Stolen memories

If sentimental value could be cashed in at the pawnshop, some Concord thieves would be sitting on top of a gold mine.

On the morning of Thursday, March 25, Debi Mishael discovered that an unknown number of brigands had rifled through her unlocked car. While, stunningly, the thief or thieves left a VCR behind, the items stolen possessed far more emotional worth.

Gone were 18 blankets her 13-year-old daughter, Dorie, had made by hand to donate to foster children. Gone was a Hefty bag full of kippot for Dorie’s upcoming bat mitzvah. And, worst of all, gone was the handmade tallit Mishael had bought in Israel 19 years ago for her now-deceased mother, Bobbi Swedelson, when Swedelson celebrated her adult bat mitzvah.

“Someone has 90 kippot with my daughter’s name inscribed in them. What are they going to do with those?” asked Mishael, the camp director at the Contra Costa Jewish Community Center in Walnut Creek.

“There’s no possible resale value. We’re trying to be hopeful it will turn up in the bushes. There’s a big greenbelt in our neighborhood and maybe they dumped it somewhere.”

Dorie’s bat mitzvah, incidentally, went off without a hitch Saturday, March 27, at Temple Isaiah in Lafayette. Both mother and daughter, however, were crushed that Swedelson — who died two years ago at age 65 — couldn’t participate in spirit through her tallit.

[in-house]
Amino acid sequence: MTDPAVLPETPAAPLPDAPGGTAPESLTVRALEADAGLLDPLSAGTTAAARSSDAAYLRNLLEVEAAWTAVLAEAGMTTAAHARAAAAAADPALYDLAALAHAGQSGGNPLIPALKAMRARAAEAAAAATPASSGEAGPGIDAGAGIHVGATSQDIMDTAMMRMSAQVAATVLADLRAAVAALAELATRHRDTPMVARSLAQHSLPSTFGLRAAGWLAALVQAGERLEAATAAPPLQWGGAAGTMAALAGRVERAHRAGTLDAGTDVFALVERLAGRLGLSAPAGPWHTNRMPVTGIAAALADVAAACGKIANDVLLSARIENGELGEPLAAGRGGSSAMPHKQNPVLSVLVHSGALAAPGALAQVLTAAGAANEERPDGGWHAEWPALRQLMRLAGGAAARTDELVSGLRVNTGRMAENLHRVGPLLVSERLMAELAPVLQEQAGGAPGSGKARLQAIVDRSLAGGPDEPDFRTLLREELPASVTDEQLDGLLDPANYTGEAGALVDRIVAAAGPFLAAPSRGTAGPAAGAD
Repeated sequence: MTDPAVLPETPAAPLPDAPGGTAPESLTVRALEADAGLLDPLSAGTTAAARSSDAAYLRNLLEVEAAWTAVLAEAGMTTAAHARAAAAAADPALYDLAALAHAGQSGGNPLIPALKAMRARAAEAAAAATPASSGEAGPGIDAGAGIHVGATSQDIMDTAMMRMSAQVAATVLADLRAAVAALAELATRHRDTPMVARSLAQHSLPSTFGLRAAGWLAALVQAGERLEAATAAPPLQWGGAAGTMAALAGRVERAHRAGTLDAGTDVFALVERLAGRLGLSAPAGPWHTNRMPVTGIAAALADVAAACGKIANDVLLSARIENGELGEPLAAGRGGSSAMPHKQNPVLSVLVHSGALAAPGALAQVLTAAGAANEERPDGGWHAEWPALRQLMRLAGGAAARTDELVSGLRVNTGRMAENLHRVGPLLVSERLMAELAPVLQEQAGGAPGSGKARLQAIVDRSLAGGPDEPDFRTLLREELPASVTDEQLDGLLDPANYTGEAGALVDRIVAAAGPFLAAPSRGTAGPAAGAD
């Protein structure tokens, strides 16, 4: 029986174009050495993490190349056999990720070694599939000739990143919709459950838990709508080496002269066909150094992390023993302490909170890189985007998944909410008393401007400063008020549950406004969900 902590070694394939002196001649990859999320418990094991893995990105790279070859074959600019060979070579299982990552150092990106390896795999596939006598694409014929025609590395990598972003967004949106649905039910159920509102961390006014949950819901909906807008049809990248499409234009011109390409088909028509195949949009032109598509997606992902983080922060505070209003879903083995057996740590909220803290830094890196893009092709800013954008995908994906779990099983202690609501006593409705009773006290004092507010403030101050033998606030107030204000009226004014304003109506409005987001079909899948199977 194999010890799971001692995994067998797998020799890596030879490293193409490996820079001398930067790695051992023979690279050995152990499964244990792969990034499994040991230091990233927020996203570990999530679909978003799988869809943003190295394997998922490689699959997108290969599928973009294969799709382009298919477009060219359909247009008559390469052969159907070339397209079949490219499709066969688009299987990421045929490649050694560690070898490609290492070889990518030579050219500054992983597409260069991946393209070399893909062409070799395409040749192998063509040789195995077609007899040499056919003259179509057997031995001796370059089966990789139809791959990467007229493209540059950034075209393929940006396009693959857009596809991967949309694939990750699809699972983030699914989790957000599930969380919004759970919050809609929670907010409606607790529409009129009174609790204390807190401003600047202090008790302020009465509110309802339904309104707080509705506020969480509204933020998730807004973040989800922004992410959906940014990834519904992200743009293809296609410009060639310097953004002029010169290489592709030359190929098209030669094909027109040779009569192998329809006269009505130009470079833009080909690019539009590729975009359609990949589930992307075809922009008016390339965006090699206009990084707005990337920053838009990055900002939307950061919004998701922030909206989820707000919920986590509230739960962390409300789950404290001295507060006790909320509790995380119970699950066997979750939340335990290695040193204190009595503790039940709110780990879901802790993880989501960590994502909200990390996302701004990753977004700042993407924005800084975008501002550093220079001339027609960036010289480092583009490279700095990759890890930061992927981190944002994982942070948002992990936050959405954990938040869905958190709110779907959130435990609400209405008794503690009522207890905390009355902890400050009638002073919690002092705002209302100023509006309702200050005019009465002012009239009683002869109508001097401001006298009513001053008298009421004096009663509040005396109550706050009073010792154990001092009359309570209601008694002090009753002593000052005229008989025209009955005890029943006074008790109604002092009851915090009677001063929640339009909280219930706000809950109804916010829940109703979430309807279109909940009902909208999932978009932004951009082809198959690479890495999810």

Swedelson celebrated her bat mitzvah nearly two decades ago at Temple Beth Torah in Fremont. She was a Jewish educator in the Fremont area for nearly 25 years. Swedelson and her daughter worked together at the CCJCC for around five years; at one point Mishael was her mother’s supervisor.

Mishael laughed when she recalled the story behind the off-white and maroon-striped tallit. She had wandered into Jerusalem’s fervently religious Mea Shearim district, and made the mistake of telling the Orthodox salesman the prayer shawl was for her mother. He was not amused.

Mishael had to backtrack, and say she meant her brother. That was more like it. The tallit cost around $100.

“He knew I was lying, I knew I was lying, but it was the only way he could sell it to me,” she said with a chuckle.

Dorie wore a tallit for her bat mitzvah that had been given to her mother by a Mobile, Ala., congregation where Mishael had served as religious educator for six years. Dorie was born in Mobile.

Despite the last-minute upset, Dorie’s performance on the bimah went on without a hitch.

“She was flawless,” gushed her mother.

Detective Don Lawson of the Concord Police Department said he’s rummaged through local dumpsters and trash cans, but has so far come up empty-handed. He’s baffled by the mindset of a thief who would bypass a VCR and steal a scarf.

“In 21 years, I’ve never seen anything like it,” he said. “I’m stumped.”

Any information regarding this case should be reported to Lawson at (925) 671-3039.

Joe Eskenazi

Joe Eskenazi is the managing editor at Mission Local. He is a former editor-at-large at San Francisco magazine, former columnist at SF Weekly and a former J. staff writer.